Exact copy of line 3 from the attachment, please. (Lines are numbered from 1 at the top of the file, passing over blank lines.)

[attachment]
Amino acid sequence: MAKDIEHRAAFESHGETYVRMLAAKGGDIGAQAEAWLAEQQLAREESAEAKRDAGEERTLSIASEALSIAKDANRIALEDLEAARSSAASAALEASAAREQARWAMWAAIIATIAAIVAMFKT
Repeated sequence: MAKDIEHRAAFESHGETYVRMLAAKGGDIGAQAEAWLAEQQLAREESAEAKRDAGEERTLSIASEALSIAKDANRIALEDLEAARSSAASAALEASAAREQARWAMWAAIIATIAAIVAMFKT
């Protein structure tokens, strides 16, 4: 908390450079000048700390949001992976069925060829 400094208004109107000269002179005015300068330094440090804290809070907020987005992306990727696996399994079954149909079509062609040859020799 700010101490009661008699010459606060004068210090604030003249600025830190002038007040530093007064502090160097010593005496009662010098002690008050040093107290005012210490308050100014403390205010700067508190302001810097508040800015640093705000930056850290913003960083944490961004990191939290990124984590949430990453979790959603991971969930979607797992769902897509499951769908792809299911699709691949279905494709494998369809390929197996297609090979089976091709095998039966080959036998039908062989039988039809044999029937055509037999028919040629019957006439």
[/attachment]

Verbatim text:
């Protein structure tokens, strides 16, 4: 908390450079000048700390949001992976069925060829 400094208004109107000269002179005015300068330094440090804290809070907020987005992306990727696996399994079954149909079509062609040859020799 700010101490009661008699010459606060004068210090604030003249600025830190002038007040530093007064502090160097010593005496009662010098002690008050040093107290005012210490308050100014403390205010700067508190302001810097508040800015640093705000930056850290913003960083944490961004990191939290990124984590949430990453979790959603991971969930979607797992769902897509499951769908792809299911699709691949279905494709494998369809390929197996297609090979089976091709095998039966080959036998039908062989039988039809044999029937055509037999028919040629019957006439």